The Victorians Background
Lesson 1 of 7
Objective: SWBAT demonstrate understanding of the significant events in the Victorian Period through independent reading, writing, and collaborative discussion.
My classes are held in 100-minute block sessions every other day. Activities in this lesson take one class period to complete. Students read, discuss, and take notes on the Victorian Era.
My goal in this lesson is to provide the social and cultural context for our study of Victorian literature. What events happened in this era to influence the authors who wrote during the time period?
While we do not study history in-depth, it's important for students to understand author's purpose in the context of the historical period.
I begin by explaining that we will be exploring works from the Victorian Era. I want students to understand the historical context of the literature we will read. Please watch the video resource in this section for more insight.
I review the Victorian Era timeline in our textbook The Language of Literature (McDougal Littell, 2003), pointing out that three timelines are presented concurrently so that students can examine events from microcosm, British Literature, to macrocosm, events in the world: (1) Events in British Literature, (2) Events in Britain, and (3) Events in the World.
I ask students to take a few minutes to read the three timelines, choosing an event significant to them, and then writing that event on the whiteboard (Picture: Victorian Whiteboard).
Next, I call students up to the board to take a Gallery Walk, reading the entries. Then, as a class, we note characteristics of student-selected events. Students notice that the selected events relate to government and literary developments of the time period.
Teachers can also access the Timeline of the Victorian Period, which provides important events during the Victorian Era; allow students sufficient time to read the timeline; and complete a similar whiteboard activity and gallery walk.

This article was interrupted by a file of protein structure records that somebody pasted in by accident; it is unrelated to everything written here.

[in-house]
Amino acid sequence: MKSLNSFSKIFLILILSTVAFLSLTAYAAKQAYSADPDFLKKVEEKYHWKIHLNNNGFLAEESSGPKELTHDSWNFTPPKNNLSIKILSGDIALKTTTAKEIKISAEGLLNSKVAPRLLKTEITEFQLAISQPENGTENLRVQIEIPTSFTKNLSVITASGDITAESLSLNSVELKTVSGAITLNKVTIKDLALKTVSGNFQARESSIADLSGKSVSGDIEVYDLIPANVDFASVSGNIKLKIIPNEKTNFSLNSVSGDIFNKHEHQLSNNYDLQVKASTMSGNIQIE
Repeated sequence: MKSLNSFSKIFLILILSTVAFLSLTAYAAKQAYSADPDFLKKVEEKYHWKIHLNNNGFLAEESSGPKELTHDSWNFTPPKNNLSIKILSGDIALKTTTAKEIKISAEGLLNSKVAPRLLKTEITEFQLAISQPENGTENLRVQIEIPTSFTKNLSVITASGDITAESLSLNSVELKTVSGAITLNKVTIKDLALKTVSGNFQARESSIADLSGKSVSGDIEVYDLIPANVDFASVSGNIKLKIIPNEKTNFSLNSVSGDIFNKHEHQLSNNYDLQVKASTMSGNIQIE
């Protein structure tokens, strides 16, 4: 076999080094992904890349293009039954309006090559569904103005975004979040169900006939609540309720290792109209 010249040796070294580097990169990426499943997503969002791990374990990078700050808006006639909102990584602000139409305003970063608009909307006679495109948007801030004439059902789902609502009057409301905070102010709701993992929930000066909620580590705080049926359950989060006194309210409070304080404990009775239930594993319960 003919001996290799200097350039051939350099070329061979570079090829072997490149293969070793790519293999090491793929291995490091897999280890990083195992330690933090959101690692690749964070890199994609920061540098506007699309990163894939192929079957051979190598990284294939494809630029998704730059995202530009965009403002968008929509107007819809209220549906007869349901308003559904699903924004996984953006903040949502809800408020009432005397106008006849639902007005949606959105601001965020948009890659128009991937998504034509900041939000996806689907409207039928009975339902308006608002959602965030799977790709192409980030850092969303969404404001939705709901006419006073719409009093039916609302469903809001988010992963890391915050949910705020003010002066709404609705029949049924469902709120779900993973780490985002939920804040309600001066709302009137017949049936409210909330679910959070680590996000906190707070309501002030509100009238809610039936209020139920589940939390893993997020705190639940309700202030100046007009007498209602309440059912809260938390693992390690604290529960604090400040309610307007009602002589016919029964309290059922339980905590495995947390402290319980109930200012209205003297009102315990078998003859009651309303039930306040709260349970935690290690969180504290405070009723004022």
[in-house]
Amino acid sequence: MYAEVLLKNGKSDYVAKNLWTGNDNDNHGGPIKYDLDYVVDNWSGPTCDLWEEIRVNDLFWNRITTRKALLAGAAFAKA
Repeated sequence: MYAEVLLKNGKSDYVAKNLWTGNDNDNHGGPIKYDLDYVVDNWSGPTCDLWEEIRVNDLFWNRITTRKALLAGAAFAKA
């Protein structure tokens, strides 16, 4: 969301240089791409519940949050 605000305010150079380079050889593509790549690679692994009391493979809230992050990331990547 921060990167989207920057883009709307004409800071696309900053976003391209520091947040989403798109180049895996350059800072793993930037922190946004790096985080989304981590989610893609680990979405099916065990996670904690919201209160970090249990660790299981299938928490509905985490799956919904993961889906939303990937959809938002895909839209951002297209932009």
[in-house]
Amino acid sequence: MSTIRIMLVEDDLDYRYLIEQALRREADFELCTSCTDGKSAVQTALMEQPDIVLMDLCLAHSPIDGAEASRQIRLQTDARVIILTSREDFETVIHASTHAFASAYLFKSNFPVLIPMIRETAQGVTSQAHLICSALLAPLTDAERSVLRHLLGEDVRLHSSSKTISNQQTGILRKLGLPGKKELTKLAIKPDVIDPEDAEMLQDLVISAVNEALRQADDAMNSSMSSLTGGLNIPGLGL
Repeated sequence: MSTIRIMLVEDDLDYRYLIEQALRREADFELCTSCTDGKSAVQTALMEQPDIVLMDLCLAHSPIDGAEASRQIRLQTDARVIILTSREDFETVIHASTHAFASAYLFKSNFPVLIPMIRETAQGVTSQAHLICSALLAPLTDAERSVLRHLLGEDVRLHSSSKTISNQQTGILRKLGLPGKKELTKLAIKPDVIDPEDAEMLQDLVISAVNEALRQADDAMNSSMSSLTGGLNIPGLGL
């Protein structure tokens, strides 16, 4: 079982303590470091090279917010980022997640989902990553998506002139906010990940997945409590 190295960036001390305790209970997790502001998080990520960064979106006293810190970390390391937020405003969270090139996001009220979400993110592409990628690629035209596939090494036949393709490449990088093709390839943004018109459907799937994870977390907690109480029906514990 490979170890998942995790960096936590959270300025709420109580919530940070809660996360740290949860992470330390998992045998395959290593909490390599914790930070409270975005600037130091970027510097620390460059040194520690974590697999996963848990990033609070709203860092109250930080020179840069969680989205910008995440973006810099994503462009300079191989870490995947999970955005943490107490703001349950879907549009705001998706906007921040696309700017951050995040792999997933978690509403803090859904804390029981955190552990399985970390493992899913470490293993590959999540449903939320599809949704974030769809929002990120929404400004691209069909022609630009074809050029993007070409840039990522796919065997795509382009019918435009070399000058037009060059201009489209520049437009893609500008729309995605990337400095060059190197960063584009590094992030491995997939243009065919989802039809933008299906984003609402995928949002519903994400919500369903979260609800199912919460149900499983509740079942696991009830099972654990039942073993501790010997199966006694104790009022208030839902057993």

I ask students to read the informational background on the Victorian Era from their textbook and take notes on each of the 10 sections, writing five-bullets per section, for a total of 50 bullets. I tell them to select the five most important events in each section to include; they choose events they deem significant. I have taught students this year that taking notes in bulleted form is a quick and efficient way to note critical content while reading or during a lecture since they can revisit their notes for study purposes.
Victorian Web is a comprehensive resource on the Victorian Era, including social, cultural, political, and religious views of the time period. Some articles you may find useful for background information are as follows:
- Queen Victoria: an article on the British monarch for whom the Victorian Era was named
- Victorian and Victorianism: an overview of the Victorian Era and perspective
- Social Class: explanation of social classes in the Victorian Era
- How Victorians Invested Their Capital: overview of investments
- Victorian Legislation: timeline
- Victorian Science: overview of how science developed in the Victorian Era
- Victorian Working Women: overview
- Development of the English Language Following the Industrial Revolution: impact of Industrial Revolution on the English Language.
Shmoop, an online resource for teachers and students, also has valuable articles on the Victorian Era and its literature for a snapshot, student-friendly study of the time period, including:
- Victorian Literature
- Victorian Literature Top 10 List
- Victorian Literature Characteristics
- Victorian Literature Authors
- Victorian Literature Timeline.
Your literature text may also have background information useful for student activities prior to studying the Victorian Era.